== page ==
Tuesday, April 13, 2010

story

I spent my early teen years consuming Robin Jones Gunn novels, in which events would happen not to make the novel realistic, but keep the reader's attention. I used to pine for occurrences like the ones in RJG books to happen in my own life. Rereading them as an adult, I would find one of my eyes squinting beneath furrowed eyebrows as I tell the pages, "That would never happen."

This year has proved that opinion very wrong. So many things that have happened in the last 12 months might be considered unbelievable and unrealistic, but I look over my shoulder at them and know that they happened. I have their lessons tucked in my pockets or sprinkled across my heart, some like scars and some merely freckles or pleasantly-colored berry stains. And I know it isn't over. If my story were to end right now, it would look something like this:

"And she graduated single, grateful for all that had come to pass, sad to leave the Kentucky grass she'd walked barefoot in for four years with those she most loved, but hopeful that the Lord would provide for her the way He had so faithfully through the past."

But it doesn't end here. I don't have to end hopeful. Like Abraham who "did not waver through unbelief regarding the promise of God, but was strengthened in his faith and gave glory to God, being fully persuaded that God had power to do what he had promised" (Romans 4:20-21). I know He will provide for me. I know He will give me what I need, even when I don't know I need it. He's done it over the past 12 months. He will continue to do it. Hope does not disappoint (Romans 5:5), because the Lord will fulfill His purpose for me! (Proverbs 13:12)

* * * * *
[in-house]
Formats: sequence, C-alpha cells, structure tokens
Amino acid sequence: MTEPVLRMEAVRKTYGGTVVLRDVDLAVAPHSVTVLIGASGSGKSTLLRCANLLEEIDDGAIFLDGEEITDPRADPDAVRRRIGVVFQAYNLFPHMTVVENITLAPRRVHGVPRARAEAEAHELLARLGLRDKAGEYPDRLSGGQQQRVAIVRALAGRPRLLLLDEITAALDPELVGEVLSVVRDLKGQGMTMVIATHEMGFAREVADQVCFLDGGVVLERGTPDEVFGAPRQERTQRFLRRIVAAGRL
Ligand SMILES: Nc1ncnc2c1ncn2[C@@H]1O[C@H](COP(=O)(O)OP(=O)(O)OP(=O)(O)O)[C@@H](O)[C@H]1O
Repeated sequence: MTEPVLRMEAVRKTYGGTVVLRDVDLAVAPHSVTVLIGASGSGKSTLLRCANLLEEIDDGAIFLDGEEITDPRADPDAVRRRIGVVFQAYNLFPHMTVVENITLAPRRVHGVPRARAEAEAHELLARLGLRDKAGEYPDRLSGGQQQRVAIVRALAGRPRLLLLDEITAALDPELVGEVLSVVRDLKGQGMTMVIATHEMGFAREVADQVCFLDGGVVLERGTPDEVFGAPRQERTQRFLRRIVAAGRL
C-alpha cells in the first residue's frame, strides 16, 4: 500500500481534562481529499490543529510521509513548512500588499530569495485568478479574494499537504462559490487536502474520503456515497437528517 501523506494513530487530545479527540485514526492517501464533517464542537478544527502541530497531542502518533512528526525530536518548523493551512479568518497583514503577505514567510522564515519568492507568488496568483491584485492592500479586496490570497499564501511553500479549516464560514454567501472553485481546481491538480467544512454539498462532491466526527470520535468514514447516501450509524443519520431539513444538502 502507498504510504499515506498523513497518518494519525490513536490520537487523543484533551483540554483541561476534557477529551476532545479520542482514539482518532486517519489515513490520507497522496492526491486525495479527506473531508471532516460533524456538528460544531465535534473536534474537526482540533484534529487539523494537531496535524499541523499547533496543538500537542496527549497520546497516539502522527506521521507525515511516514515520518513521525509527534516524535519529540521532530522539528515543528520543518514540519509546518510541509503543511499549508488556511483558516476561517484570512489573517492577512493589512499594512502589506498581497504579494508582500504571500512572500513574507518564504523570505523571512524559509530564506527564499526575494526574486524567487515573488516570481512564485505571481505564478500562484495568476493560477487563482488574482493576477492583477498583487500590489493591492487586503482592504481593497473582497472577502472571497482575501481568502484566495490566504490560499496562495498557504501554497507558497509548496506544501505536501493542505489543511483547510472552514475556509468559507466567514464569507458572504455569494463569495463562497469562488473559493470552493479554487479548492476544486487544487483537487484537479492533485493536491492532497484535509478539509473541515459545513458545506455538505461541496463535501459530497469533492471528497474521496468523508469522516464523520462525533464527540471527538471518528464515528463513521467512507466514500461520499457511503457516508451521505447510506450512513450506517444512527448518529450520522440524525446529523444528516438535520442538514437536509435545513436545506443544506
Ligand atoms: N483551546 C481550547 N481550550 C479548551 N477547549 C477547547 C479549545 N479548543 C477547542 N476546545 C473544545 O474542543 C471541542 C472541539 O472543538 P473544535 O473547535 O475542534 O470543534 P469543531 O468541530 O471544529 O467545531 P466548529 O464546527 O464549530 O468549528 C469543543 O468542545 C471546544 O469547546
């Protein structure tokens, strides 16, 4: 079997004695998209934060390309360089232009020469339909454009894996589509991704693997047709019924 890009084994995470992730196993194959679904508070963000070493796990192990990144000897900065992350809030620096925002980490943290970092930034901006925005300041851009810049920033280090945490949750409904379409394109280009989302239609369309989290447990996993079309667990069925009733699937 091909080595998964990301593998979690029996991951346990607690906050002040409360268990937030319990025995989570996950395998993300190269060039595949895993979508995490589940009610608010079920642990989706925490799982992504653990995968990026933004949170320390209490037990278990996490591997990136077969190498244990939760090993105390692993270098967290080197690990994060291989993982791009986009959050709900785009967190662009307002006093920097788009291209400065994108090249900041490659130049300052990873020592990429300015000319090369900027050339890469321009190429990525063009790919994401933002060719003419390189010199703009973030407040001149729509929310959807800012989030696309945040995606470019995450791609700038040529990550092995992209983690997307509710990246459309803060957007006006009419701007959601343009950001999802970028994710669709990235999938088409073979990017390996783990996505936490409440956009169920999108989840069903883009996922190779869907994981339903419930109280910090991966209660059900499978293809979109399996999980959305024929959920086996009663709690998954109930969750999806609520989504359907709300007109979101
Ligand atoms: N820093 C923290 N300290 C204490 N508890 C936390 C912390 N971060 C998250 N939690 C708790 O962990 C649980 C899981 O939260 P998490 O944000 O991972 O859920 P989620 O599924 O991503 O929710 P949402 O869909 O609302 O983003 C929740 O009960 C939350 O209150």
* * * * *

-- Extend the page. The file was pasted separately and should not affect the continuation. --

I think He waits in expectation for certain parts of His plot to be revealed on my journey, like when the author watches a reader get to a certain part in the novel to see his reaction. I know it has not been all sunbeams and yellow butterflies, and will not always be, but I have received so much unexpected goodness out of the unexpected badness that started as unexpected goodness. I'm grateful for the unexpected! I'm grateful for what has been given me that I never could have planned for myself. And it makes me wonder, what if what is unbelievably improbable is the kind of normalcy God wants us to live in? What if "coincidences" are more reality than when life is predictable or even just...believable?

The God I serve is more creative than a cheesy Christian fiction writer. Why shouldn't real life be unrealistic?

1 comments:

wist said...

My brother David says you're a good writer.

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